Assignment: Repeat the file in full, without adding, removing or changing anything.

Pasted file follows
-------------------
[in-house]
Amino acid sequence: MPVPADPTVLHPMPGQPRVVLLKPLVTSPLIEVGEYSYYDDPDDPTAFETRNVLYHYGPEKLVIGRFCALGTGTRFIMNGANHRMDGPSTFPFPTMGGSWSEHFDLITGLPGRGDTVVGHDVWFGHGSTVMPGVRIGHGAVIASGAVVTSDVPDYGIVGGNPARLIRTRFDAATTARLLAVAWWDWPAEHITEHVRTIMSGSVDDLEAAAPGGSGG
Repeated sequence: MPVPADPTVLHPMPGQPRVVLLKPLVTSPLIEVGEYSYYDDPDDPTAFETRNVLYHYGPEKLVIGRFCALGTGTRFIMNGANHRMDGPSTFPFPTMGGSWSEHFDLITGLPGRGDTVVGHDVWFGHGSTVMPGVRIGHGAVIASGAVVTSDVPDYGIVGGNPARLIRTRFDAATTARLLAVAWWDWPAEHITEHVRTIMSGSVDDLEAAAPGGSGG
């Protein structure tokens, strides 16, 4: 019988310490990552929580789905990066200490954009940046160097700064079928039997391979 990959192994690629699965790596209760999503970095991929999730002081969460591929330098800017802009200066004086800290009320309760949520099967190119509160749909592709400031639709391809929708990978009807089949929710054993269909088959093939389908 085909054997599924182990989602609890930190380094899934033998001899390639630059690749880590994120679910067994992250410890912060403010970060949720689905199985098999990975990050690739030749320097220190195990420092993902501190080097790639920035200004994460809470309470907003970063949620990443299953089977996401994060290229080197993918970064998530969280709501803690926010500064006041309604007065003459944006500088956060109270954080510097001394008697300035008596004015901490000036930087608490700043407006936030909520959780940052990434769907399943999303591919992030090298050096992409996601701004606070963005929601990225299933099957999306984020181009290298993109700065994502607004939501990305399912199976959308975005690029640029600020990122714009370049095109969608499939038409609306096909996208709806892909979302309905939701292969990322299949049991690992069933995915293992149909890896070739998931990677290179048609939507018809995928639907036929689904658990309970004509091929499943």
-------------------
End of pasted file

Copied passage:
[in-house]
Amino acid sequence: MPVPADPTVLHPMPGQPRVVLLKPLVTSPLIEVGEYSYYDDPDDPTAFETRNVLYHYGPEKLVIGRFCALGTGTRFIMNGANHRMDGPSTFPFPTMGGSWSEHFDLITGLPGRGDTVVGHDVWFGHGSTVMPGVRIGHGAVIASGAVVTSDVPDYGIVGGNPARLIRTRFDAATTARLLAVAWWDWPAEHITEHVRTIMSGSVDDLEAAAPGGSGG
Repeated sequence: MPVPADPTVLHPMPGQPRVVLLKPLVTSPLIEVGEYSYYDDPDDPTAFETRNVLYHYGPEKLVIGRFCALGTGTRFIMNGANHRMDGPSTFPFPTMGGSWSEHFDLITGLPGRGDTVVGHDVWFGHGSTVMPGVRIGHGAVIASGAVVTSDVPDYGIVGGNPARLIRTRFDAATTARLLAVAWWDWPAEHITEHVRTIMSGSVDDLEAAAPGGSGG
């Protein structure tokens, strides 16, 4: 019988310490990552929580789905990066200490954009940046160097700064079928039997391979 990959192994690629699965790596209760999503970095991929999730002081969460591929330098800017802009200066004086800290009320309760949520099967190119509160749909592709400031639709391809929708990978009807089949929710054993269909088959093939389908 085909054997599924182990989602609890930190380094899934033998001899390639630059690749880590994120679910067994992250410890912060403010970060949720689905199985098999990975990050690739030749320097220190195990420092993902501190080097790639920035200004994460809470309470907003970063949620990443299953089977996401994060290229080197993918970064998530969280709501803690926010500064006041309604007065003459944006500088956060109270954080510097001394008697300035008596004015901490000036930087608490700043407006936030909520959780940052990434769907399943999303591919992030090298050096992409996601701004606070963005929601990225299933099957999306984020181009290298993109700065994502607004939501990305399912199976959308975005690029640029600020990122714009370049095109969608499939038409609306096909996208709806892909979302309905939701292969990322299949049991690992069933995915293992149909890896070739998931990677290179048609939507018809995928639907036929689904658990309970004509091929499943």